April 18, 2024

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How an eclipse could help unite a fractured America

These days, I feel like a traveling preacher — or a rabbi, perhaps.

A recent Wednesday found me in Cleveland, preaching from a converted synagogue theater — now a concert hall — to more than 400 enthusiastic people. Two days later, she carried the word to a packed hall in New York City. I recently preached online in Mesquite, Texas. Evansville, Indiana; And Cape Elizabeth in Maine. My message: Get ready for the great and wonderful day ahead.

On April 8, the universe will grace America with its most spectacular natural spectacle: a total solar eclipse. Its length is about 115 miles wide In the region from Texas to Maine (called the path of totality), the bright sun will disappear for up to 4 1/2 minutes, plunging the Earth into an eerie twilight. Meanwhile, on that day, everywhere in the contiguous United States will experience a partial solar eclipse, an interesting (if much less spectacular) event.

A total eclipse can change a life. I had my first experience in 1998 in Aruba. At the moment when the moon completely covered the sun and the blue sky fell, the solar corona – the sun's outer atmosphere, exploded, sparkling like a wreath of tinsel into outer space. Beside him, the planets were sailing in their orbits. The sight was a revelation, because deep down I understood that I was just a dot on a piece of rock revolving around the sun. I now chase eclipses all over the world.

A total eclipse can also change the course of history. They ended and strengthened the armed conflict. The 19th-century eclipse helped inspire America's rise as a scientific power, as I discovered when I was writing a book about the event. I pray that this year's eclipse may move our fractured nation in a united, hopeful direction.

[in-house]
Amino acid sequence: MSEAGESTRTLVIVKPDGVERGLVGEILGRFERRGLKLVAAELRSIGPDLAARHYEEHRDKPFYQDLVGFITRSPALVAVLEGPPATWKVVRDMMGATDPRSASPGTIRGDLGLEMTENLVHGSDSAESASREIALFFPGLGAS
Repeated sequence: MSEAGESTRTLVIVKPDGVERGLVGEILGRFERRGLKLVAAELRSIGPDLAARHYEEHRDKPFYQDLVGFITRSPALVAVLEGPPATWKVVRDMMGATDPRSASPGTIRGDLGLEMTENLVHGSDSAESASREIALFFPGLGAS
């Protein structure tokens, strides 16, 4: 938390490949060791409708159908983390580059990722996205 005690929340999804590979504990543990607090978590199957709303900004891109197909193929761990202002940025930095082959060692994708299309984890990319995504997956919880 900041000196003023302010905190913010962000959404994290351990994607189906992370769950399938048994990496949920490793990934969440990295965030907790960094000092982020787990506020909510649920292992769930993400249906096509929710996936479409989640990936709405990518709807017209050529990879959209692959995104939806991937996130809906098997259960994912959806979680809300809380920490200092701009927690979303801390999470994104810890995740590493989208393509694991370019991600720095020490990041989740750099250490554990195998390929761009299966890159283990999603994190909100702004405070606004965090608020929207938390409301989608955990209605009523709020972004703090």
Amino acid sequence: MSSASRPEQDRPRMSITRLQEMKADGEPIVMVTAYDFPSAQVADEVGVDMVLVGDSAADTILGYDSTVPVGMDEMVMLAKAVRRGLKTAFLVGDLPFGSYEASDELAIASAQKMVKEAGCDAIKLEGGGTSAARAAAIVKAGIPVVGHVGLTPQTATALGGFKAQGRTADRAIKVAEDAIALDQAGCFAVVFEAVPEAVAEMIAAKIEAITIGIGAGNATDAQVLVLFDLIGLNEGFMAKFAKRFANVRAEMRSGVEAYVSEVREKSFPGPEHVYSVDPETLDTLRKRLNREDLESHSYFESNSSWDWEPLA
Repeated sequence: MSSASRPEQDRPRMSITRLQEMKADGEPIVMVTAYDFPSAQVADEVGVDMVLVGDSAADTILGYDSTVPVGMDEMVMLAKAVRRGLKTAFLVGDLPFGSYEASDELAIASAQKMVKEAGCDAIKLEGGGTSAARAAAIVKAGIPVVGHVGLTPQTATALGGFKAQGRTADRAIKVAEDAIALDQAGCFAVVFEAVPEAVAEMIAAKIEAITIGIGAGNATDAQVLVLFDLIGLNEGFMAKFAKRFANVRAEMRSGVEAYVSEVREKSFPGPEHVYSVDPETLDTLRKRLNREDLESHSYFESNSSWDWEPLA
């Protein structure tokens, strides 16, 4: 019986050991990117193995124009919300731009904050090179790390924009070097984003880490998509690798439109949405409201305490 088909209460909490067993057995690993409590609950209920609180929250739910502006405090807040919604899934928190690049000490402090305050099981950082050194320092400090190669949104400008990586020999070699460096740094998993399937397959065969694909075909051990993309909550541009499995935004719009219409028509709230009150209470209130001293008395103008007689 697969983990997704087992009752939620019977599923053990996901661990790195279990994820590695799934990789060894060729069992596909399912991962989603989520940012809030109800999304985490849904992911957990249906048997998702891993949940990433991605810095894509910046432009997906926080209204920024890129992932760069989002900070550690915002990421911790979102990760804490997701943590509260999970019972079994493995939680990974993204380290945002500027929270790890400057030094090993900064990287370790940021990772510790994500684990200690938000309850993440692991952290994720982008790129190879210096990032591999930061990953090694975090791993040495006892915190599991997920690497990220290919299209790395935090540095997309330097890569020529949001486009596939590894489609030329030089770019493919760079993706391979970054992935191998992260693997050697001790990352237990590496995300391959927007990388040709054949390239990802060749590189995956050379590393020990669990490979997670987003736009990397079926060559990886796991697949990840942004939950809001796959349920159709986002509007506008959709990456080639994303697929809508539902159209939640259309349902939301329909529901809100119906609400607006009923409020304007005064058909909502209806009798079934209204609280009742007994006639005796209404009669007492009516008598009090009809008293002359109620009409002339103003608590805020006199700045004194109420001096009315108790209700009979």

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Do you think you like solar eclipses? Think again. This guy has seen more than 20 people. (Video: Alice Lee/The Washington Post)

You may remember that seven years ago, another total eclipse occurred in our country. On that occasion – August 21, 2017 – the path of totality was wrapped like a scarf from Oregon to South Carolina., It fell in America, which seemed to be on the verge of civil war.

It was the first year of Donald Trump's presidency, when protests and anger rocked the country. Partisan and cultural divisions deepened: red versus blue, urban versus rural. One week before the eclipse, darkness descended on Charlottesville, where a white supremacist rally met counter-protesters in a deadly clash that summed up the country's disintegration. However, on the day of the celestial event, America merged. His focus turned outward—toward the sky—for a shared cosmic moment.

And at Southern Illinois University, when the moon shadow arrived, 14,000 voices rose from the school's Greyhound stadium. “It shows us how strong we are when we all come together, even with everything that's going on,” a man in the crowd told NBC News.

In Oakland, New Jersey — where townspeople gathered in the library to watch the partial eclipse but found there weren't enough sunglasses for everyone to safely observe — those who wore glasses shared with those who didn't. One woman told the local newspaper: “Given the experiences we've had across the country recently, it's good to see everyone coming together and making this happen.”